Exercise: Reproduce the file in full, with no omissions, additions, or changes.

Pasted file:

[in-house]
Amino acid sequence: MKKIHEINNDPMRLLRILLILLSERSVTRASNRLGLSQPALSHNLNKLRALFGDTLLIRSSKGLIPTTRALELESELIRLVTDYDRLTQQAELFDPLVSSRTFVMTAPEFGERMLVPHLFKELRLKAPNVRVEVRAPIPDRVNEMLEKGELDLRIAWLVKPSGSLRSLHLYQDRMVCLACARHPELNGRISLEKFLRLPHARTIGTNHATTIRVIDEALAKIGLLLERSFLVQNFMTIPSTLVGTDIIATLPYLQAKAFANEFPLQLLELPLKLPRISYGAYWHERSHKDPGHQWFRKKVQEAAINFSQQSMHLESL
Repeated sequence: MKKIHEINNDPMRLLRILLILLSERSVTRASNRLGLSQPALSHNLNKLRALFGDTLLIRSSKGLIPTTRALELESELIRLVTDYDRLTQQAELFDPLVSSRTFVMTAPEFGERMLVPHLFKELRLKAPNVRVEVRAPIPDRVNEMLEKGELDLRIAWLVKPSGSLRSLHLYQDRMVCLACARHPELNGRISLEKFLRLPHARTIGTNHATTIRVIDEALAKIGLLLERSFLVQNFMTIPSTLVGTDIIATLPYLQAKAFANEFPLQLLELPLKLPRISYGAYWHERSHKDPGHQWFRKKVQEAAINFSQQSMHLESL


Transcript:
[in-house]
Amino acid sequence: MKKIHEINNDPMRLLRILLILLSERSVTRASNRLGLSQPALSHNLNKLRALFGDTLLIRSSKGLIPTTRALELESELIRLVTDYDRLTQQAELFDPLVSSRTFVMTAPEFGERMLVPHLFKELRLKAPNVRVEVRAPIPDRVNEMLEKGELDLRIAWLVKPSGSLRSLHLYQDRMVCLACARHPELNGRISLEKFLRLPHARTIGTNHATTIRVIDEALAKIGLLLERSFLVQNFMTIPSTLVGTDIIATLPYLQAKAFANEFPLQLLELPLKLPRISYGAYWHERSHKDPGHQWFRKKVQEAAINFSQQSMHLESL
Repeated sequence: MKKIHEINNDPMRLLRILLILLSERSVTRASNRLGLSQPALSHNLNKLRALFGDTLLIRSSKGLIPTTRALELESELIRLVTDYDRLTQQAELFDPLVSSRTFVMTAPEFGERMLVPHLFKELRLKAPNVRVEVRAPIPDRVNEMLEKGELDLRIAWLVKPSGSLRSLHLYQDRMVCLACARHPELNGRISLEKFLRLPHARTIGTNHATTIRVIDEALAKIGLLLERSFLVQNFMTIPSTLVGTDIIATLPYLQAKAFANEFPLQLLELPLKLPRISYGAYWHERSHKDPGHQWFRKKVQEAAINFSQQSMHLESL